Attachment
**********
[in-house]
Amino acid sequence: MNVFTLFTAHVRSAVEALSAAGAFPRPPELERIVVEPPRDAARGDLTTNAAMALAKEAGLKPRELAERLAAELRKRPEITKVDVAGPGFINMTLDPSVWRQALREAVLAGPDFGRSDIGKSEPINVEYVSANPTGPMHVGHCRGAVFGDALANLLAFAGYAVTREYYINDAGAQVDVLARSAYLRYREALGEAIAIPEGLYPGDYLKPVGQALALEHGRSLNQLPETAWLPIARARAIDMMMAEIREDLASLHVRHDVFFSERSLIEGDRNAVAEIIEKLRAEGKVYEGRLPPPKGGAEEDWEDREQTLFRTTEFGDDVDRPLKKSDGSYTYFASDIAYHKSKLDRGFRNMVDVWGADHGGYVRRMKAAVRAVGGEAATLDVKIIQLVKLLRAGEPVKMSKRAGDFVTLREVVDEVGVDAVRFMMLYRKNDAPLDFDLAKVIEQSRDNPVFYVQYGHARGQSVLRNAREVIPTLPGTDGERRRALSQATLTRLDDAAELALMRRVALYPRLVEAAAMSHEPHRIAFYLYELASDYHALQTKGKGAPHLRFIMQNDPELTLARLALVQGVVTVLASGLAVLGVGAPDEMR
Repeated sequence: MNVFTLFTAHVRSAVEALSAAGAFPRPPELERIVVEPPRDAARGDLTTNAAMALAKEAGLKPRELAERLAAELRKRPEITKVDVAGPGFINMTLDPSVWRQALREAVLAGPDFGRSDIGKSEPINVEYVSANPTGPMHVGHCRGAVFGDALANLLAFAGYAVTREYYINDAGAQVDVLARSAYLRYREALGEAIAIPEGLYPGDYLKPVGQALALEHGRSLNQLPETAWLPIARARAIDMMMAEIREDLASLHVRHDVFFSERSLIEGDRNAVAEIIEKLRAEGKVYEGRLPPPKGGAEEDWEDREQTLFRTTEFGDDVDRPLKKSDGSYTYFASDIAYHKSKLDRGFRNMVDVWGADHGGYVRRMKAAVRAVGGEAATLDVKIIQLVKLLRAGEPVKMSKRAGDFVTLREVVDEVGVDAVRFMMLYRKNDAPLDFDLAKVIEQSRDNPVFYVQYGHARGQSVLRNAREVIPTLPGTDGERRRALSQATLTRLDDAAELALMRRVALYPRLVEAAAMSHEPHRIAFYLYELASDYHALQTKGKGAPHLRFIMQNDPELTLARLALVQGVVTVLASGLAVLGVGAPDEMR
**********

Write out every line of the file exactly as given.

[in-house]
Amino acid sequence: MNVFTLFTAHVRSAVEALSAAGAFPRPPELERIVVEPPRDAARGDLTTNAAMALAKEAGLKPRELAERLAAELRKRPEITKVDVAGPGFINMTLDPSVWRQALREAVLAGPDFGRSDIGKSEPINVEYVSANPTGPMHVGHCRGAVFGDALANLLAFAGYAVTREYYINDAGAQVDVLARSAYLRYREALGEAIAIPEGLYPGDYLKPVGQALALEHGRSLNQLPETAWLPIARARAIDMMMAEIREDLASLHVRHDVFFSERSLIEGDRNAVAEIIEKLRAEGKVYEGRLPPPKGGAEEDWEDREQTLFRTTEFGDDVDRPLKKSDGSYTYFASDIAYHKSKLDRGFRNMVDVWGADHGGYVRRMKAAVRAVGGEAATLDVKIIQLVKLLRAGEPVKMSKRAGDFVTLREVVDEVGVDAVRFMMLYRKNDAPLDFDLAKVIEQSRDNPVFYVQYGHARGQSVLRNAREVIPTLPGTDGERRRALSQATLTRLDDAAELALMRRVALYPRLVEAAAMSHEPHRIAFYLYELASDYHALQTKGKGAPHLRFIMQNDPELTLARLALVQGVVTVLASGLAVLGVGAPDEMR
Repeated sequence: MNVFTLFTAHVRSAVEALSAAGAFPRPPELERIVVEPPRDAARGDLTTNAAMALAKEAGLKPRELAERLAAELRKRPEITKVDVAGPGFINMTLDPSVWRQALREAVLAGPDFGRSDIGKSEPINVEYVSANPTGPMHVGHCRGAVFGDALANLLAFAGYAVTREYYINDAGAQVDVLARSAYLRYREALGEAIAIPEGLYPGDYLKPVGQALALEHGRSLNQLPETAWLPIARARAIDMMMAEIREDLASLHVRHDVFFSERSLIEGDRNAVAEIIEKLRAEGKVYEGRLPPPKGGAEEDWEDREQTLFRTTEFGDDVDRPLKKSDGSYTYFASDIAYHKSKLDRGFRNMVDVWGADHGGYVRRMKAAVRAVGGEAATLDVKIIQLVKLLRAGEPVKMSKRAGDFVTLREVVDEVGVDAVRFMMLYRKNDAPLDFDLAKVIEQSRDNPVFYVQYGHARGQSVLRNAREVIPTLPGTDGERRRALSQATLTRLDDAAELALMRRVALYPRLVEAAAMSHEPHRIAFYLYELASDYHALQTKGKGAPHLRFIMQNDPELTLARLALVQGVVTVLASGLAVLGVGAPDEMR